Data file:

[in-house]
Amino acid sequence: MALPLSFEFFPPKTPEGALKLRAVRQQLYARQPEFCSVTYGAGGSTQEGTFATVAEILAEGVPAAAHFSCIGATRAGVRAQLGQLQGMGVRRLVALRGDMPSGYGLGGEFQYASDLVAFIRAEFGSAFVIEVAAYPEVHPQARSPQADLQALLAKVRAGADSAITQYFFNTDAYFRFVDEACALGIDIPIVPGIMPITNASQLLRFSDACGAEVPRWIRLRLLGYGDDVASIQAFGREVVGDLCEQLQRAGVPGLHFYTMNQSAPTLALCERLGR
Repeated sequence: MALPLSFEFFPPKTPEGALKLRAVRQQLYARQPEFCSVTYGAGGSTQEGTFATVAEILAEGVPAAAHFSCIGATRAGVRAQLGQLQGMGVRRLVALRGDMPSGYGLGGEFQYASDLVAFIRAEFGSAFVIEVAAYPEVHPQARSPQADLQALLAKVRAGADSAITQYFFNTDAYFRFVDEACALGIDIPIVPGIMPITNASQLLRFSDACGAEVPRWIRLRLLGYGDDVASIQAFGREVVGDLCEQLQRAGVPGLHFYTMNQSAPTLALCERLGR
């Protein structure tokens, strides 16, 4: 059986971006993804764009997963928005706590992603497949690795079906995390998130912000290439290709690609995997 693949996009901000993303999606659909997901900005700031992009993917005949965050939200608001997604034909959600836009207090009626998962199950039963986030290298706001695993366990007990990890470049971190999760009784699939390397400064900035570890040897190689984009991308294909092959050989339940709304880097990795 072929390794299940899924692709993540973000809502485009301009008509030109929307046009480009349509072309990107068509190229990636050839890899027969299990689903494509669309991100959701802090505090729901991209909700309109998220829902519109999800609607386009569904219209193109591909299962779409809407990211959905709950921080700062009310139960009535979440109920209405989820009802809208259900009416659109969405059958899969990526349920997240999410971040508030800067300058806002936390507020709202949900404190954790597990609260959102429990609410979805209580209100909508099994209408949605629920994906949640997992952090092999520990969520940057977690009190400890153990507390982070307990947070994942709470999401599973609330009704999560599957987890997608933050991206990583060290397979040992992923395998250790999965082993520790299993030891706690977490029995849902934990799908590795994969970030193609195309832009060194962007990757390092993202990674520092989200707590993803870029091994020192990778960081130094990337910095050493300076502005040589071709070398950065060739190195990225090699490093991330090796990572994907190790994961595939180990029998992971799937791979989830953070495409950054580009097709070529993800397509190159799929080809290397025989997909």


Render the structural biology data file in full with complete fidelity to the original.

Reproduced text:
[in-house]
Amino acid sequence: MALPLSFEFFPPKTPEGALKLRAVRQQLYARQPEFCSVTYGAGGSTQEGTFATVAEILAEGVPAAAHFSCIGATRAGVRAQLGQLQGMGVRRLVALRGDMPSGYGLGGEFQYASDLVAFIRAEFGSAFVIEVAAYPEVHPQARSPQADLQALLAKVRAGADSAITQYFFNTDAYFRFVDEACALGIDIPIVPGIMPITNASQLLRFSDACGAEVPRWIRLRLLGYGDDVASIQAFGREVVGDLCEQLQRAGVPGLHFYTMNQSAPTLALCERLGR
Repeated sequence: MALPLSFEFFPPKTPEGALKLRAVRQQLYARQPEFCSVTYGAGGSTQEGTFATVAEILAEGVPAAAHFSCIGATRAGVRAQLGQLQGMGVRRLVALRGDMPSGYGLGGEFQYASDLVAFIRAEFGSAFVIEVAAYPEVHPQARSPQADLQALLAKVRAGADSAITQYFFNTDAYFRFVDEACALGIDIPIVPGIMPITNASQLLRFSDACGAEVPRWIRLRLLGYGDDVASIQAFGREVVGDLCEQLQRAGVPGLHFYTMNQSAPTLALCERLGR
């Protein structure tokens, strides 16, 4: 059986971006993804764009997963928005706590992603497949690795079906995390998130912000290439290709690609995997 693949996009901000993303999606659909997901900005700031992009993917005949965050939200608001997604034909959600836009207090009626998962199950039963986030290298706001695993366990007990990890470049971190999760009784699939390397400064900035570890040897190689984009991308294909092959050989339940709304880097990795 072929390794299940899924692709993540973000809502485009301009008509030109929307046009480009349509072309990107068509190229990636050839890899027969299990689903494509669309991100959701802090505090729901991209909700309109998220829902519109999800609607386009569904219209193109591909299962779409809407990211959905709950921080700062009310139960009535979440109920209405989820009802809208259900009416659109969405059958899969990526349920997240999410971040508030800067300058806002936390507020709202949900404190954790597990609260959102429990609410979805209580209100909508099994209408949605629920994906949640997992952090092999520990969520940057977690009190400890153990507390982070307990947070994942709470999401599973609330009704999560599957987890997608933050991206990583060290397979040992992923395998250790999965082993520790299993030891706690977490029995849902934990799908590795994969970030193609195309832009060194962007990757390092993202990674520092989200707590993803870029091994020192990778960081130094990337910095050493300076502005040589071709070398950065060739190195990225090699490093991330090796990572994907190790994961595939180990029998992971799937791979989830953070495409950054580009097709070529993800397509190159799929080809290397025989997909």